Nero Claudius Drusus

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Nero Claudius Drusus
Drusus l'ancien Rome augGP2014.jpg
Bust of Nero Claudius Drusus, in the Capitoline Museums, Rome
Born January 14, 38 BC
Died Summer of 9 BC (aged 29)
Burial Mausoleum of Augustus
Spouse Antonia Minor
Issue Germanicus
Claudius, Roman Emperor
Full name
Decimus Claudius Drusus
(at birth);
Nero Claudius Drusus
Father Tiberius Claudius Nero
Mother Livia Drusilla

Nero Claudius Drusus Germanicus (January 14, 38 BC[1] – Summer of 9 BC[2]), born Decimus Claudius Drusus also called Drusus Claudius Nero,[3] Drusus, Drusus I, Nero Drusus, or Drusus the Elder was a Roman politician and military commander. He was a patrician Claudian on his legal father's side but his maternal grandmother was from a plebeian family. He was the son of Livia Drusilla and the legal stepson of her second husband, the Emperor Augustus. He was also brother of the Emperor Tiberius, father to both the Emperor Claudius and general Germanicus, paternal grandfather of the Emperor Caligula, and maternal great-grandfather of the Emperor Nero.

He launched the first major Roman campaigns across the Rhine and began the conquest of Germania, becoming the first Roman general to reach the Weser and Elbe rivers. In 12 BC, Drusus led a successful campaign into Germania, subjugating the Sicambri. Later that year he led a naval expedition against Germanic tribes along the North Sea coast, conquering the Batavi and the Frisii, and defeating the Chauci near the mouth of the Weser. In 11 BC, he conquered the Usipetes and the Marsi, extending Roman control to the Upper Weser. In 10 BC, he launched a campaign against the Chatti and the resurgent Sicambri, subjugating both. The following year he conquered the Mattiaci, while defeating the Marcomanni and the Cherusci, defeating the latter near the Elbe. However, Drusus died later that year, depriving Rome of one of its best generals.


Drusus was the youngest son of Livia Drusilla from her marriage to Tiberius Claudius Nero, who was legally declared his father before the couple divorced. Drusus was born between mid-March and mid-April 38 BC, three months after Livia married Augustus on 17 January.[4] A date of March 28 has been proposed as his most likely birthday.[5] Rumours arose that Augustus was the child's real father, although this has never been authoritatively proven. Claudius, however, encouraged the rumor during his reign as emperor to create an impression of more direct lineage from Augustus.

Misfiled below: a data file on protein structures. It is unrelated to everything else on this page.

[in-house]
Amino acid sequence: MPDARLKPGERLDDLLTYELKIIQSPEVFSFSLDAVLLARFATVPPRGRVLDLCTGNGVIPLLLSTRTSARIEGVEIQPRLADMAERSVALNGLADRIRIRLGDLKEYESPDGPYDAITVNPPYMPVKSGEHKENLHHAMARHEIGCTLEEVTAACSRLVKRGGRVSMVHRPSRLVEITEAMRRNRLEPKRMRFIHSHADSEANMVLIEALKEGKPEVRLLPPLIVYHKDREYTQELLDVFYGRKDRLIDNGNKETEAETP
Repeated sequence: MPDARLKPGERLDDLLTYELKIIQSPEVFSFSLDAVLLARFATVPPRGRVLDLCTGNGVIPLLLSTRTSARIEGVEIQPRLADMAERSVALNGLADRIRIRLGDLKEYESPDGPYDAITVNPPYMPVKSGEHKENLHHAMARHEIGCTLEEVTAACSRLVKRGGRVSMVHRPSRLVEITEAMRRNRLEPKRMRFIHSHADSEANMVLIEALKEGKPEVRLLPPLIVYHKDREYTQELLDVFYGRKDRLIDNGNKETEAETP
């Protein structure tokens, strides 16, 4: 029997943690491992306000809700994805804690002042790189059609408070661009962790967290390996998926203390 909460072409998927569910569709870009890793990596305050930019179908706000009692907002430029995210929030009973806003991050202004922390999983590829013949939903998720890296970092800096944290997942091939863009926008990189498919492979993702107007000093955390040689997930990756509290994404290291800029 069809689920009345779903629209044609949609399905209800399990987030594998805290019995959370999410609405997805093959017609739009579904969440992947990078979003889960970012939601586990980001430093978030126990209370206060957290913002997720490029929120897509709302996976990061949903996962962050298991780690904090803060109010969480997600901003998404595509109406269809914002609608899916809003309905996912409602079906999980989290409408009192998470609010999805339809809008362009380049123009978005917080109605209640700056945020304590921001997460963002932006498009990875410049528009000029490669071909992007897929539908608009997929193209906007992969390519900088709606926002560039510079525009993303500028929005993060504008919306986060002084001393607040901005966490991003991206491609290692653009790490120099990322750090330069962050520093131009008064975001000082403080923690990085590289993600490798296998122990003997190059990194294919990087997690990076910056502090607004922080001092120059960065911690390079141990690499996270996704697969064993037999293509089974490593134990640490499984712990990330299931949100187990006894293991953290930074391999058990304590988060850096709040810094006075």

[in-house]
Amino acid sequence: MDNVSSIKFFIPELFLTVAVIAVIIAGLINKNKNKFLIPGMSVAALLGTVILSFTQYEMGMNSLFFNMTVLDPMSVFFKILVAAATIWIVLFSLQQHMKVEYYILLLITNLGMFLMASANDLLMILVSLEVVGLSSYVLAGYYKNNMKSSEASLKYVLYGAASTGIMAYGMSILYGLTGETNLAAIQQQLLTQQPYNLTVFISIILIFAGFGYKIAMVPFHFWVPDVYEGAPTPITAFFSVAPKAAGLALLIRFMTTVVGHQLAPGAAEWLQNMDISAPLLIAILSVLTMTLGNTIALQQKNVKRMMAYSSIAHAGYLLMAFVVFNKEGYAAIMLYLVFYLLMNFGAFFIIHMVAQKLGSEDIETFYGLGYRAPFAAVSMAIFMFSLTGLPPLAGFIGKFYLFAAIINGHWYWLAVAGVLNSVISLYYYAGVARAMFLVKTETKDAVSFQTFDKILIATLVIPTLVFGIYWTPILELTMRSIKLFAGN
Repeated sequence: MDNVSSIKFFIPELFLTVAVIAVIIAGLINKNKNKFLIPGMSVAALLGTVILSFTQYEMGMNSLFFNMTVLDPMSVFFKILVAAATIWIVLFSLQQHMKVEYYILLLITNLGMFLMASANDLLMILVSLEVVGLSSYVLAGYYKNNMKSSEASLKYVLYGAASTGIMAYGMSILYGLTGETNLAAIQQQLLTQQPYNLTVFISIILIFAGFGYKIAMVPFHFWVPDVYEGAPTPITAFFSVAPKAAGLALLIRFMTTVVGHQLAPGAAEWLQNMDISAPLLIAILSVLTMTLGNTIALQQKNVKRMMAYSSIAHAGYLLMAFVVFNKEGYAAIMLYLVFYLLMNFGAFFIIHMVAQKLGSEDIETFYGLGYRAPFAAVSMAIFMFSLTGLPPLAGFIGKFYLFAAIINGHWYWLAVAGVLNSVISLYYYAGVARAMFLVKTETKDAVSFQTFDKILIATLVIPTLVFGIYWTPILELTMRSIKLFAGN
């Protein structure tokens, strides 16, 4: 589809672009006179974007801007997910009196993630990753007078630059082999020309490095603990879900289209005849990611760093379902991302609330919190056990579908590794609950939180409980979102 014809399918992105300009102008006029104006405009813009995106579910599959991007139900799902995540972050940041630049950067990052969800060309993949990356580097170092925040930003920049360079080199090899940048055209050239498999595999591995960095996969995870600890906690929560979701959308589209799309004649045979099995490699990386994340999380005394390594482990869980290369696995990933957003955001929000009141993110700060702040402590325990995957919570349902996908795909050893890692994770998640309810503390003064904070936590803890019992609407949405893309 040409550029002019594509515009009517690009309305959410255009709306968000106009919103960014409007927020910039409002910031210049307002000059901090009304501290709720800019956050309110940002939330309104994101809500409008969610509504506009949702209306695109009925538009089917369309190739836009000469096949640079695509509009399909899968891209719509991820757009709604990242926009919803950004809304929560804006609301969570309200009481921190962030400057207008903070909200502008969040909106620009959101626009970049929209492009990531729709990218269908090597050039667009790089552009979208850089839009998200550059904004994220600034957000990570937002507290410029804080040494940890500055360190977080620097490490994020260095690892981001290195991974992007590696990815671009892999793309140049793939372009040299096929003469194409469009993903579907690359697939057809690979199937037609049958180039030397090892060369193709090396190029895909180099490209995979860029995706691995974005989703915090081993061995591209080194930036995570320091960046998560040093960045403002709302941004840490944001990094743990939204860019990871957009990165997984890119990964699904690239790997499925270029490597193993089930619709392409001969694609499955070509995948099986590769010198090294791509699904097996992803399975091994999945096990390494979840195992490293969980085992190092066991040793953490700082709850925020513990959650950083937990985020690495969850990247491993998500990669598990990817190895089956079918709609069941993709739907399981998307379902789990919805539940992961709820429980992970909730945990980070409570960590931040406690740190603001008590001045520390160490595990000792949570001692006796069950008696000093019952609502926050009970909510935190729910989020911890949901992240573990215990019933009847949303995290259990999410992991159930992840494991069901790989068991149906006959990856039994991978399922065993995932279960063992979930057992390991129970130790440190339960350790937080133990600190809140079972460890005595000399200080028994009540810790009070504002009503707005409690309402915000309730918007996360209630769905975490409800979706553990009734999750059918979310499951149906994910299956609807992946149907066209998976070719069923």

According to Suetonius, Drusus was originally given Decimus as his praenomen, the first of a Roman male's conventional three names in Roman naming practice at the time. Nero was a traditional cognomen (third name) of the Claudii, whereas Drusus was given to a branch of the gens Livia. Using a cognomen such as Nero as a first name was unusual, as was the prominence given to his maternal lineage in adopting Drusus as his cognomen.

Drusus was raised in Claudius Nero's house with his brother, the future emperor Tiberius, until his legal father's death. The two brothers developed a famously close relationship that would last the rest of their lives. Tiberius named his eldest son after his brother, and Drusus did likewise, although eldest sons were usually named after their father or grandfather.


Drusus married Antonia Minor, the daughter of Mark Antony and Augustus' sister, Octavia Minor, and gained a reputation of being completely faithful to her. Their children were Germanicus, Claudius, a daughter named Livilla ('little Livia'), and at least two others who did not survive infancy. After Drusus' death, Antonia never remarried, though she outlived him by nearly five decades. Three Emperors were direct descendants of Drusus: his son Claudius, his grandson Caligula, and his great-grandson Nero.


Augustus bestowed many honors on his stepsons. In 19 BC, Drusus was granted the ability to hold all public offices five years before the minimum age. When Tiberius left Italy during his term as praetor in 16 BC, Drusus legislated in his place. He became quaestor the following year, fighting against Raetian bandits in the Alps. Drusus repelled them, gaining honors, but was unable to smash their forces, and required reinforcement from Tiberius. The brothers easily defeated the local Alpine tribes.

Drusus' battles with the Germanic tribes, 12-9 BC